Sunday, October 25, 2015

Portrait: Sharon Osaki Wong

I met Sharon Osaki Wong in August, 2015 at her home in the San Francisco Bay Area.

Photo by Andy Frazer

Sharon's parents moved to the U.S. from Hiroshima, Japan in the early 1920's. In 1938 they purchased an 80-acre plum and pear farm in Newcastle, CA about 25 miles from Sacramento. In May 1942, they were forcibly evacuated from their homes and sent to the Arboga (Marysville) Assembly Camp. One month later they were sent to the Tule Lake Internment Camp in northern California. In May 1943 they were moved to the Jerome Internment Camp 2,200 miles away in Arkansas.

Sharon was born in the Jerome camp on May 4, 1944. When Sharon was one month old, the Jerome camp was closed. Her family was moved again to the Gila River Internment Camp in Arizona. In May 1945, her family was released. They returned to their ranch in Newcastle, CA.

In 2014 Sharon and her husband attended the annual reunion for Arkansas internees at the Japanese-American Internment Museum in McGehee, Arkansas and spoke about her family to those in attendance:

As in the camps, my parents and sisters practiced "gaman", a Japanese word meaning tolerance, patience, and perseverance. ... I made this trip [to] visit the Jerome and Rohwer internment sites. There are no barracks or people so I could only imagine the thousands of Japanese incarcerated behind barbed wire. Then I realized how fortunate I and others in my family are for my parents and sisters practicing 'gaman', and enduring the unbearable with patience and dignity. Thank you."

Thursday, January 8, 2015

Portrait: Tets Furukawa

I met Tets Furukawa in October, 2014 at the "Return to Heart Mountain: A Celebration of Japanese American Baseball" event hosted by the Japanese-American Museum of San Jose. The event was organized by the Nisei Baseball Research Project.
Photo by Andy Frazer
Tets was born in 1927 in Osso Flaco, CA. His family moved to Guadalupe, CA where he learned to play baseball at the the Guadalupe Grammar School. He continued to play baseball Santa Maria High School. After Executive Order 9066, Tets and his family were forced to relocate to the Tulare Assembly Center, and finally to the Gila River interment camp.

"... when I got to Gila it was really horrible. Because the camp was under construction, the wind was blowing. It was kind of unbelievable that the barracks, 20x100 barracks were all lined up and there is only 20 feet between you and the barracks. And the dust storm is so severe, you couldn't see the next barrack. It was really a horrible time."

As a teenager, Tets was a pitcher for the Gila River Eagles. He also played in the legendary thirteen-game series in 1944 at Heart Mountain. Tets says he remembers winning that series, "as though it were yesterday".

Arizona State University has published a transcript of a lengthy interview with Tets.

Portrait: Kenso Zenimura

Kenso (Howard) Zenimura was born May 16, 1927. He was the son of Kenichi Zenimura who is credited with keeping baseball alive during World War II internment.

Photo by Andy Frazer
At age 15 Kenso's family was forced to move to the Fresno Assembly Center and, eventually, the Gila River interment camp.

"At the Gila River interment camp, his father Kenichi Zenimura constructed a ballpark from camp scraps and community donations. To make the backstop we took the 4x4's out of the barbed wire fence. Every other one we pulled it out, and connected it together to make a frame. It kept us going. What else was there to do?"

Kenso played baseball for the Gila River Eagles. After World War II, Kenso played baseball for Fresno State University, where he was later inducted into the Hall of Fame. He also attended Monterey Military Intelligence (M.I.S.) School.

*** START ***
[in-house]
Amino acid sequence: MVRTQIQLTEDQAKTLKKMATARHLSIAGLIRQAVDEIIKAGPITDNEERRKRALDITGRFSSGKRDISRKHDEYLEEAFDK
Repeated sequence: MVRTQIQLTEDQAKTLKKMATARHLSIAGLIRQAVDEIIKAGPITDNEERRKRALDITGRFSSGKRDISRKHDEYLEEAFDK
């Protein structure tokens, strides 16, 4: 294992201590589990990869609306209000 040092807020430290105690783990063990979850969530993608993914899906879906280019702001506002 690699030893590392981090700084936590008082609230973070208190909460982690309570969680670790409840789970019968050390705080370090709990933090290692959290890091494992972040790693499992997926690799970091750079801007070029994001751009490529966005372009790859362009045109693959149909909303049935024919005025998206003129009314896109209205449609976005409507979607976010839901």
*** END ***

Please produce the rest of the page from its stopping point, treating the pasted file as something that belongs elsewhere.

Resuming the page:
Kenso is also a founding member of the Nisei Baseball Research Project.

Portrait: Masao “Mas” Iriyama

I met Maso "Mas" Iriyama in October, 2014 at the "Return to Heart Mountain: A Celebration of Japanese American Baseball" event hosted by the Japanese-American Museum of San Jose. The event was organized by the Nisei Baseball Research Project.

"Masao was an all-star on any team in any league. Masao and his brother Noboru were baseball legends in the Guadalupe region. While Masao was batting .400 for his Tule Lake California team in a Detention Camp, his brother was killed in action flying over Tokyo for the Sho-en Koku-Hei"

Photo by Andy Frazer
Mas grew up in the farming community of Guadalupe, CA. In 1939 he attended Santa Maria High School. Since he didn't speak English, he found baseball provided an international language where he was accepted by his peers. After high school, Mas played in the Nikkei League, which was organized by the Young Mens' Buddhist Association (YMBA).

In April 1942, at the age of 20, Mas' family was evacuated to the Tulare Assembly Center, which was built on the Tulare County Fairgrounds. Many of his baseball teammates' families had been evacuated to the same assembly center, where they organized their own softball league.

In October of 1942, Mas' family was moved to the Gila River War Relocation Center. The baseball players at Gila River were organized into ten teams, most were organized around their pre-War lineups. Baseball games were a huge form of entertainment at Gila River. Although teams occasionally practiced during the week, official games were only played on weekends.

Mas was later transferred to the Tule Lake Detention Center for the remainder of the war.

Wednesday, December 14, 2011

Portrait: Karlene Koketsu

Karlene (Kaoru Nakanishi) Koketsu was seven years old and living in the Sawtelle neighborhood of West Los Angeles when President Roosevelt declared war on Japan. Along with her parents, Karl and Taka Nakanishi, and her younger siblings Teruko and Dennis, her family left their home in April, 1942. They were gathered at the Japanese School at 2110 Corinth Ave, Los Angeles, and placed on a bus which took her family to the Manzanar Relocation Camp 230 miles away in California's Owens Valley.

Photo by Andy Frazer